In 1950, Turkish Prime Minister Ismet Inonu lost in Turkey’s first multi-party election to the Democrat Party. However, he described his defeat as his “greatest victory” because it symbolized the Turkish Republic’s transition into a democracy.
Current Turkish President Recep Tayyip Erdogan finds himself in a similar position. His party, AKP, failed in its quest to win the majority of seats in parliament, with only 41%, in order to enable Mr. Erdogan to rewrite the constitution to strengthen his power. On the flip side, the HDP, a secular center-left Kurdish party, won nearly 13%, beyond the 10% minimum to join the parliament.
When I was in Istanbul a few weeks ago, a couple of Turks expressed their concern that AKP might rig the election if Erdogan doesn’t get his way. This is going to be Erdogan’s test. If he does respect the results and allows HDP a spot in the parliament, it will be a victory for Turkish democracy and for Erdogan ethically, but if he doesn’t, then it will be a loss for Turkey’s democratic character and taint Erdogan’s legacy.
Other implications to look forward to are how HDP’s role in parliament may affect Turkey’s domestic and foreign policies. In terms of its domestic policies, the HDP may play a role in Turkey’s peace process, Kurdish rights, and refugees.
Turkey’s negotiations with the PKK (a Kurdish organization Turkey has been in a bloody fight with since the 1980’s) has been at a deadlock for the past few months. Perhaps they will make a breakthrough now with a Kurdish organization in parliament. Though it will be tricky, because Erdogan, who still holds the most seats, has delegitimized the HDP for allegedly working with the PKK.
The HDP may also help push for more Kurdish rights in Turkey. For instance, we could see more initiatives to raise the status of Kurdish as a language and identity in Turkey and strengthen the Kurds’ cultural autonomy in the southeast.
Additionally, when I was in Turkey, I ran into many Kurdish refugees who said they fled from Khobani (a Syrian city) and were laying in the streets of Istanbul with no shelter, food, or water. Since Istanbul is in an urban setting, Turkey has no legal obligation to take care of the refugees; they depend solely on the goodwill of the host government. Well, now with a Kurdish party in parliament, we may see more of a goodwill from the government to help the Kurdish, and Syrian, refugees resettle.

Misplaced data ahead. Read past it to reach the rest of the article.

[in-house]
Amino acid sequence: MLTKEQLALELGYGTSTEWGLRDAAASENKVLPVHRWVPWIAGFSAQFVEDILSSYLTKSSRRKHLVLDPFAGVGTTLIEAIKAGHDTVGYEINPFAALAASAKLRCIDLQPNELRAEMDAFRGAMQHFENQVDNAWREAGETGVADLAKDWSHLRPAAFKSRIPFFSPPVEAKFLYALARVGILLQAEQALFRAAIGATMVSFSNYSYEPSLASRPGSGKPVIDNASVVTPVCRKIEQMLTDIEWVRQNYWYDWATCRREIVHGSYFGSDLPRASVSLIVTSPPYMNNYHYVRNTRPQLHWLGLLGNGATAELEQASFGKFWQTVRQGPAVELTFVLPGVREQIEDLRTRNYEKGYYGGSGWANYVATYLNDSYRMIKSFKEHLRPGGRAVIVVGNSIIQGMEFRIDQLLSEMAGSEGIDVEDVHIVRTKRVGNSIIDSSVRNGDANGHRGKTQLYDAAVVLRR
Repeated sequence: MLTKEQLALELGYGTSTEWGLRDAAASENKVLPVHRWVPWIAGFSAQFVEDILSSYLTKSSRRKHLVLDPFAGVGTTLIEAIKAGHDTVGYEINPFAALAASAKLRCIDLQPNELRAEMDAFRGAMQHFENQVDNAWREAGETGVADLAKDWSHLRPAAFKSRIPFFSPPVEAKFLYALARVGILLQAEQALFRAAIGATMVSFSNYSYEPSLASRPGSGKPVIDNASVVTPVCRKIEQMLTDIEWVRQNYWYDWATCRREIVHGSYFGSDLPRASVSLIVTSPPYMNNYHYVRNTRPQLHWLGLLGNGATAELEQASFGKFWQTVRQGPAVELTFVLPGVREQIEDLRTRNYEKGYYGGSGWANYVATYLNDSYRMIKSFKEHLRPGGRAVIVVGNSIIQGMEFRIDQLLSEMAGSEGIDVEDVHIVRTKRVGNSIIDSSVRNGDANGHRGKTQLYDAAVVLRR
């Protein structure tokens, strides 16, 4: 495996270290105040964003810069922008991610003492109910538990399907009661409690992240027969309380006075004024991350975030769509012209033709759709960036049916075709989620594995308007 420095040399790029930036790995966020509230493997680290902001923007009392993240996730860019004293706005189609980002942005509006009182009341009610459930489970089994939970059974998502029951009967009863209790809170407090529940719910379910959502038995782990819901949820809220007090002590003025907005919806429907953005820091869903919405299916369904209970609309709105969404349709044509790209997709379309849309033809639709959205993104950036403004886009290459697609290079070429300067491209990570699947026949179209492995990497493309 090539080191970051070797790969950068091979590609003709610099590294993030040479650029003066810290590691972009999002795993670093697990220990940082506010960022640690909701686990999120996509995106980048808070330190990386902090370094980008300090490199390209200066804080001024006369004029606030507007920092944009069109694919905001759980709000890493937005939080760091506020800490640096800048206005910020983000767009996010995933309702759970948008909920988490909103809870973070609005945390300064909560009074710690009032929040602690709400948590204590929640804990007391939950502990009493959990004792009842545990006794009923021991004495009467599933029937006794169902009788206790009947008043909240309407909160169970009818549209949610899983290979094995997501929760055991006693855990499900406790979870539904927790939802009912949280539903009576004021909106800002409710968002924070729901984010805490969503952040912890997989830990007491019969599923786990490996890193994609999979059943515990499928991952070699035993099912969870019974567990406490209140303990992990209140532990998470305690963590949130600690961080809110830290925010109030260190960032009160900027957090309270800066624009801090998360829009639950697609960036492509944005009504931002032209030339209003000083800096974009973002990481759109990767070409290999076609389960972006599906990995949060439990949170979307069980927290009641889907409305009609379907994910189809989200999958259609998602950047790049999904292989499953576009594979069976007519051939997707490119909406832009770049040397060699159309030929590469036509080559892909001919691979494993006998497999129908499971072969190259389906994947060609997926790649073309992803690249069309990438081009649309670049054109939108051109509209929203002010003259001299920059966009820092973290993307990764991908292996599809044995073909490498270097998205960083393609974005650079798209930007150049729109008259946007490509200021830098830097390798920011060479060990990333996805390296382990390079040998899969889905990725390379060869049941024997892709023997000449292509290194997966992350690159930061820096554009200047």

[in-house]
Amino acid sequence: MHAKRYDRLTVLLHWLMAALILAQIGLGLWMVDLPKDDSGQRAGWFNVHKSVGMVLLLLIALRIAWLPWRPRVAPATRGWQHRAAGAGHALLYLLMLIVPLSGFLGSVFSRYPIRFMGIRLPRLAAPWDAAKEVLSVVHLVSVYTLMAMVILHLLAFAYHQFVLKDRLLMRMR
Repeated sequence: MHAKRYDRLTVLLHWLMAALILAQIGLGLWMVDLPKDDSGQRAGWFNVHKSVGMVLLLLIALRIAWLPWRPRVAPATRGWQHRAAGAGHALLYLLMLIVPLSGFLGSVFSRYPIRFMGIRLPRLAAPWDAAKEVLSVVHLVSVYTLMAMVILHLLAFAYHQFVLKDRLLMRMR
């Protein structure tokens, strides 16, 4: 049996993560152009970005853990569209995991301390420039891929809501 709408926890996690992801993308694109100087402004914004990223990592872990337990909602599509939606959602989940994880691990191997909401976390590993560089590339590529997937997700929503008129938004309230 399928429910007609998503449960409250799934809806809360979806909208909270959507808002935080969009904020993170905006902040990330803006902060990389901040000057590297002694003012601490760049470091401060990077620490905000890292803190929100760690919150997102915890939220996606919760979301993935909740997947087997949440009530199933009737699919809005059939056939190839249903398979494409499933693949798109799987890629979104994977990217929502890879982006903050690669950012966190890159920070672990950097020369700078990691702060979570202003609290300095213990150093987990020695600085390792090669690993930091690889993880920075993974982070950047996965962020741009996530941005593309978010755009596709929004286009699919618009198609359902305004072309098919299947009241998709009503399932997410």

As for it’s foreign policies, it will be interesting to see how HDP affects Turkey’s relations with Israel, Europe, and its neighboring countries like Syria.
Since the Flotilla incident in 2010, Israeli-Turkish relations have deteriorated. Many also believe it is because of AKP’s Islamist identity and sympathy for Hamas. Thus, perhaps a more secular center-left parliament will help them find an even ground.
On a more complex level, HDP’s Kurdish identity may or may not help improve Israeli-Turkish relations. Israel is known to historically have good relations with the Kurds. However, that is primarily from Israel’s relations with the Iraqi Kurds. Israel’s relations with Turkey’s Kurds has been more complex due to changes in geopolitical circumstances. Daniel Pipes offers a thorough piece on Israel’s relations with the Kurds here.
Similarly, many feel that Turkey’s relations with Europe have worsened due to AKP’s relatively conservative and Islamist identity. So perhaps HDP will help balance their relations for the same reasons.
Another interesting dynamic to note in Turkey’s relations with Europe after the elections is Europe’s rising Kurdish populations. For instance, back in October, Kurds in Germany, France, and Austria held rallies and protests in solidarity for their fellow Kurds in Khobani. They called for their European host countries to arm their Kurdish brothers and hold Turkey accountable for their lack of assistance, which relates to Turkey’s policy towards Syria.
Again, Turkey has been heavily criticized for their lack of support for the Kurds in Khobani against Daesh (ISIS). Now with a Kurdish party in parliament, we may see a more proactive initiative from Turkey to assist the Kurds in Khobani and fight off Daesh.
HDP’s win into parliament compliments the recent headlines of Kurds in the region the past year. The PYD (Syrian Kurdish forces) have proven themselves by fighting of Daesh in Khobani virtually by themselves. The Iranian Kurds are now uprising against the Islamic Republic of Iran in the northwest. And the Iraqi Kurds have made their mark the past year by fighting off Daesh and building a strong society to make their case for Kurdish independence for the first time in their peoplehood.
Of course, this is all speculation and assuming that AKP respect the results. In his Facebook page, Stephen Mansfield described the elections as a “long overdue victory” for the Kurds of Turkey. Let’s hope so.